Three days after the interview, the Association of Environmental Lawyers filed a petition with the Argentine Supreme Court, calling for a ban on the use and sale of glyphosate until its impact on health and on the environment had been thoroughly investigated. This evoked a strong reaction from the multinational biotechnology companies. Similar to what happened to Dr. Arpad Pusztai in Britain in 1999, they mounted an attack on Carrasco, ridiculing his research. He was accused of inventing his study as his results had not been peer-reviewed and published in a scientific journal. 
In the light of the current food crisis, people might think that there is not enough food to feed hungry people. In reality there is plenty of food. In 2007, the global grain harvest reached 2.1 billion tonnes. This broke all previous records and was a 5% increase on the 2006 harvest.  The real problem is that this food does not reach the people who need it. In fact, according to the FAO, less than half of it, 1.01 billion tonnes, went directly to meeting human needs. The bulk of GM crops grown during the past 10 years has gone to animal feed. This has led to a boom in meat consumption in Asia and Latin America. So, ironically, GM crops, rather than solving the food crisis, are exacerbating it. If the world is going to feed a population of around 9 billion by the year 2050, then there needs to be a drastic reduction in the amount of meat consumed.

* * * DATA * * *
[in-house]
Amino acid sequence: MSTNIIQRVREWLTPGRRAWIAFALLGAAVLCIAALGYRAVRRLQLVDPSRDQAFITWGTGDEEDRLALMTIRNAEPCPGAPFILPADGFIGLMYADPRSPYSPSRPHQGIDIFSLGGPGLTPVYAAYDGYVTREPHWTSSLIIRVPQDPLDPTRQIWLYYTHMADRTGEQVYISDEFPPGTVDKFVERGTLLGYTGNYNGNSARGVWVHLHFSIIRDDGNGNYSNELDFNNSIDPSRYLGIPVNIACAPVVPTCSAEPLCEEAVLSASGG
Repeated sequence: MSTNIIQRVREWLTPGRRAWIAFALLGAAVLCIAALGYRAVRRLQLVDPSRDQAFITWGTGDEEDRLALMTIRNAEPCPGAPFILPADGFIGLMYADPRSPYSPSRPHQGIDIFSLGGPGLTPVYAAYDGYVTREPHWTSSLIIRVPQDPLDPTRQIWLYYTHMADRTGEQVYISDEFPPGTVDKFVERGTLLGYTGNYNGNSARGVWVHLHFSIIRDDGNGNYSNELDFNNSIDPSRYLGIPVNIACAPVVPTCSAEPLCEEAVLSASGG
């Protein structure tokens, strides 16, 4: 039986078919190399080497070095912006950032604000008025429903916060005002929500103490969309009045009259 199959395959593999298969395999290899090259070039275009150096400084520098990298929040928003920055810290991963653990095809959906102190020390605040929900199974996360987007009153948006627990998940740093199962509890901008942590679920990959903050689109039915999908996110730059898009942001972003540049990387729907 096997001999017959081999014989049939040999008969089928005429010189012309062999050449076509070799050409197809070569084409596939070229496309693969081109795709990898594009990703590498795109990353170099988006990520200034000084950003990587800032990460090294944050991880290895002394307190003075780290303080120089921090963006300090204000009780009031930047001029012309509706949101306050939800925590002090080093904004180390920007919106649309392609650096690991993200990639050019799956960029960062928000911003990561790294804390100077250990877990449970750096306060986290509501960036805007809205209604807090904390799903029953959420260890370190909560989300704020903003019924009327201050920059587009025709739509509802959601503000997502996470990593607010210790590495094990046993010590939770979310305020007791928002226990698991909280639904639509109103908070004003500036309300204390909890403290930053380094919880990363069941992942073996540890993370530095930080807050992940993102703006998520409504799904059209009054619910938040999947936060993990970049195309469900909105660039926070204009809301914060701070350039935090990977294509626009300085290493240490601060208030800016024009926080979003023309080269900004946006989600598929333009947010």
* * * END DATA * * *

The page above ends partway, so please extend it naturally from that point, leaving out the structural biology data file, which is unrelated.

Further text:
One other major cause of the current crisis is the speculation on food in the commodity markets. According to GRAIN, a network of NGOs working for sustainable agriculture, speculative investment in agricultural commodity futures has increased from $5 billion in the year 2000 to €175 billion in 2007. Annual sales at the French private commodity firm, Louis Dreyfus, exceeded $22 billion in 2007.
An indication of the scale at which the speculative futures markets operate can be gleaned by looking at the trading volumes in the world’s largest commodity exchange, the Chicago Board of Trade (CBOT). In its April 2008 update on futures markets covering the period from January to April 2008, 644,741 contracts were traded on average every day. This is an increase of 17% over last year. The average notional value for a day’s trading was about $2.8 billion for wheat, $8.9 billion for corn and $11.2 billion for soya beans. During the past few months such speculation has driven up the price of food. There is something particularly ugly about the fact that what amounts to gambling on the future price of food has such an impact on what poor people have to pay for their food. These markets need to be challenged and regulated if the human community is going to overcome the current food crisis.
 John Vidal, ‘GM crops linked to rise in pesticide use’, The Guardian, January 8, 2004, page 45.
See also: Benbrook, C.M. 2004, “Genetically Engineered Crops and Pesticide Use in the United States: The First Nine Years”, BioTech InfoNet Technical Paper No.7, www.biotechinfo.net/Full_version_first_.pdf> Accessed November 30, 2004.